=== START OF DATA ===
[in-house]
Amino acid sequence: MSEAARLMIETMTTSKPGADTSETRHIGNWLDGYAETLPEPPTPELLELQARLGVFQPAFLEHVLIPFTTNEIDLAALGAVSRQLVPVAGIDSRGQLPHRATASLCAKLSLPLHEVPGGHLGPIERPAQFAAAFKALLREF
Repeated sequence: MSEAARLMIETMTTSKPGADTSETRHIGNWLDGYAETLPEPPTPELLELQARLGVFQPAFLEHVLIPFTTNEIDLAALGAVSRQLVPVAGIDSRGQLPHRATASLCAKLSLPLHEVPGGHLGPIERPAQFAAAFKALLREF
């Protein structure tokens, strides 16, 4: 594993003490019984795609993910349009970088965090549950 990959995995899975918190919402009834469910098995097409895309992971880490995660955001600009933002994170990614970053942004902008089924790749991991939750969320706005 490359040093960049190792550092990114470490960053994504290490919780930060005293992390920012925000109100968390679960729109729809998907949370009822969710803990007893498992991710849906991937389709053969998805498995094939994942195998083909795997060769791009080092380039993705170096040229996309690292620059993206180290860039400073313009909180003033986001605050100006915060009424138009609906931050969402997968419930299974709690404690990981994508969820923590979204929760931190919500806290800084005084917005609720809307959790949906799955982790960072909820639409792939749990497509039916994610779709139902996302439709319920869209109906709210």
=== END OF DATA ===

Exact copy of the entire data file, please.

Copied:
[in-house]
Amino acid sequence: MSEAARLMIETMTTSKPGADTSETRHIGNWLDGYAETLPEPPTPELLELQARLGVFQPAFLEHVLIPFTTNEIDLAALGAVSRQLVPVAGIDSRGQLPHRATASLCAKLSLPLHEVPGGHLGPIERPAQFAAAFKALLREF
Repeated sequence: MSEAARLMIETMTTSKPGADTSETRHIGNWLDGYAETLPEPPTPELLELQARLGVFQPAFLEHVLIPFTTNEIDLAALGAVSRQLVPVAGIDSRGQLPHRATASLCAKLSLPLHEVPGGHLGPIERPAQFAAAFKALLREF
């Protein structure tokens, strides 16, 4: 594993003490019984795609993910349009970088965090549950 990959995995899975918190919402009834469910098995097409895309992971880490995660955001600009933002994170990614970053942004902008089924790749991991939750969320706005 490359040093960049190792550092990114470490960053994504290490919780930060005293992390920012925000109100968390679960729109729809998907949370009822969710803990007893498992991710849906991937389709053969998805498995094939994942195998083909795997060769791009080092380039993705170096040229996309690292620059993206180290860039400073313009909180003033986001605050100006915060009424138009609906931050969402997968419930299974709690404690990981994508969820923590979204929760931190919500806290800084005084917005609720809307959790949906799955982790960072909820639409792939749990497509039916994610779709139902996302439709319920869209109906709210």